Obviously having more roles for people of color is a huge issue in our media, and it’s something that needs to be addressed. Other actors of color have been speaking out just like Viola Davis did at the Emmys. Dylan Marron, whom you might know as the voice of perfect Carlos from Welcome to Night Vale, has created the YouTube series Every Single Word Spoken by a Person of Color, which reveals how few speaking roles people of color have in film.
So, we all know by this point that there is going to be a third Star Trek movie and there’s even recent news that the cast has signed on for a fourth. I’m super excited about this because I actually kind of like the new Star Trek movies. Granted, I didn’t enjoy Into Darkness all that much, but I did enjoy the first of the new reboots. There are, however, several issues I have with the new movies. I don’t think the writers understand how alternate timelines work, and so the movies have suffered, but I’m mostly annoyed by the lack of progressive themes and messages that were so inherent to the Star Trek Original Series (TOS).
There are several things that I could talk about here, but today I am going to strictly focus on the cast. When TOS first aired, it was considered revolutionary in terms of representation. There was a Black woman who was in a leadership position and a Japanese man who was also in a leadership position and was in charge of piloting the ship. Neither were stereotyped or portrayed unfavorably, nor were they looked down on by any other crew members. While there were still issues over how people of color in the cast were paid and treated, as well as how much actual air time they got on the show, there is no denying that for its time, Star Trek was revolutionary. Nowadays, not so much. Originally, the TOS cast was supposed to represent the world in microcosm to show how Earth had united. In the 60s having some white people with accents, two people of color, and two to three women was considered enough to show that unity. Now I look at the cast of the rebooted movies and think: “Damn, that’s a lot of white heterosexual cisgender able-bodied men.” It doesn’t really have the same effect anymore. And if the new reboot movies really want to up their game, I think it is time to add to the cast. So what do the new Star Trek movies need in order to have them same impact that the original series had? Well, several things.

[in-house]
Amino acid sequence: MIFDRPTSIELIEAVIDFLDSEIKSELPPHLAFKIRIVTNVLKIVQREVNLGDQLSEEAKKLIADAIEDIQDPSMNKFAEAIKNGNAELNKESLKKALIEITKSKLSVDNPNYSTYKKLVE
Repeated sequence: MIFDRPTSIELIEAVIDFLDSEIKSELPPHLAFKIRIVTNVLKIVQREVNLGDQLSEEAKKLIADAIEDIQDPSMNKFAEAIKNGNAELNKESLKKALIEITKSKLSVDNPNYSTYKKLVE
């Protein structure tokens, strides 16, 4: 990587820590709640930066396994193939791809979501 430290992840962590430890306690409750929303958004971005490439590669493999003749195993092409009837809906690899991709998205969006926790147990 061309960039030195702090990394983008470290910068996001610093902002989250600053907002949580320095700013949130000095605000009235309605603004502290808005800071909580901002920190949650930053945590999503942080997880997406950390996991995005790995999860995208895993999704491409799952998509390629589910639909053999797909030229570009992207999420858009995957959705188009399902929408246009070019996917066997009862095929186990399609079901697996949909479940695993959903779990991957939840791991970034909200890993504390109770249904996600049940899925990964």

Oh, My Pop Culture Unchristianity: Sandman’s Humanizing Subversion of Common Christian Tropes. Syng illustrates how Sandman plays with common Christian tropes.
An imperfect God is easier to believe in. Just as a mystical pregnancy that doesn’t result in special children (because statistically, so few people are likely to become Great; why should children of mystical pregnancies be any different from typical humans?), and the death of a son of god being much more personal than a momentous world-saving act is easier to believe in.
Oh, My Pop Culture Religion: Religious Practice in the Potterverse. Stinekey speculates on how magic and religion work in the Potterverse.
However, there are a few canonical instances where wizards do actually practice (Christian) religion in the series. St. Mungo’s, the wizarding hospital, is actually named for a real saint. St. Mungo, also known as St. Kentigern, was a Christian missionary who performed miracles and founded the city of Glasgow. The Fat Friar is the ghost of Hufflepuff House and was a monk in his former life.
This year has been filled with some highs and lows for feminist geeks everywhere, but as we enter into 2015, I would rather dwell on all the great feminist geek moments we got this year. So without further ado, and in no particular order, here is Lady Geek Girl’s Top Ten Feminist Geek moments of 2014!